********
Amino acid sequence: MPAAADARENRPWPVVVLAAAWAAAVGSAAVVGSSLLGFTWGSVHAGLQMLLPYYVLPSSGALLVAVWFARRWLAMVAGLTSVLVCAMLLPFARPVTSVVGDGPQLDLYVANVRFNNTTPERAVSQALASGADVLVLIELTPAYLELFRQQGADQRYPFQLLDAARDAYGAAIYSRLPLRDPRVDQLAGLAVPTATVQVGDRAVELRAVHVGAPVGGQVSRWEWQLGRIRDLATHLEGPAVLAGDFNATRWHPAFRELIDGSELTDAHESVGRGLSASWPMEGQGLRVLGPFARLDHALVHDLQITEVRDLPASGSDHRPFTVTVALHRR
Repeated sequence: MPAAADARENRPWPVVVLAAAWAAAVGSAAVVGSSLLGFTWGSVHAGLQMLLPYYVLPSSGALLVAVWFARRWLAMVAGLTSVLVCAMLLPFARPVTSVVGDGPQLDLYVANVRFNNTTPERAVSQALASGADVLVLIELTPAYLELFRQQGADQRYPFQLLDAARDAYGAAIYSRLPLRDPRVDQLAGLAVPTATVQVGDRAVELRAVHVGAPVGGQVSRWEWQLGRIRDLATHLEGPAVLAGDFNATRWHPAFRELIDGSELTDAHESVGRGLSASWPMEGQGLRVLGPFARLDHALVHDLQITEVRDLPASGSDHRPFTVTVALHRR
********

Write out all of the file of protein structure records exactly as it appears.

Amino acid sequence: MPAAADARENRPWPVVVLAAAWAAAVGSAAVVGSSLLGFTWGSVHAGLQMLLPYYVLPSSGALLVAVWFARRWLAMVAGLTSVLVCAMLLPFARPVTSVVGDGPQLDLYVANVRFNNTTPERAVSQALASGADVLVLIELTPAYLELFRQQGADQRYPFQLLDAARDAYGAAIYSRLPLRDPRVDQLAGLAVPTATVQVGDRAVELRAVHVGAPVGGQVSRWEWQLGRIRDLATHLEGPAVLAGDFNATRWHPAFRELIDGSELTDAHESVGRGLSASWPMEGQGLRVLGPFARLDHALVHDLQITEVRDLPASGSDHRPFTVTVALHRR
Repeated sequence: MPAAADARENRPWPVVVLAAAWAAAVGSAAVVGSSLLGFTWGSVHAGLQMLLPYYVLPSSGALLVAVWFARRWLAMVAGLTSVLVCAMLLPFARPVTSVVGDGPQLDLYVANVRFNNTTPERAVSQALASGADVLVLIELTPAYLELFRQQGADQRYPFQLLDAARDAYGAAIYSRLPLRDPRVDQLAGLAVPTATVQVGDRAVELRAVHVGAPVGGQVSRWEWQLGRIRDLATHLEGPAVLAGDFNATRWHPAFRELIDGSELTDAHESVGRGLSASWPMEGQGLRVLGPFARLDHALVHDLQITEVRDLPASGSDHRPFTVTVALHRR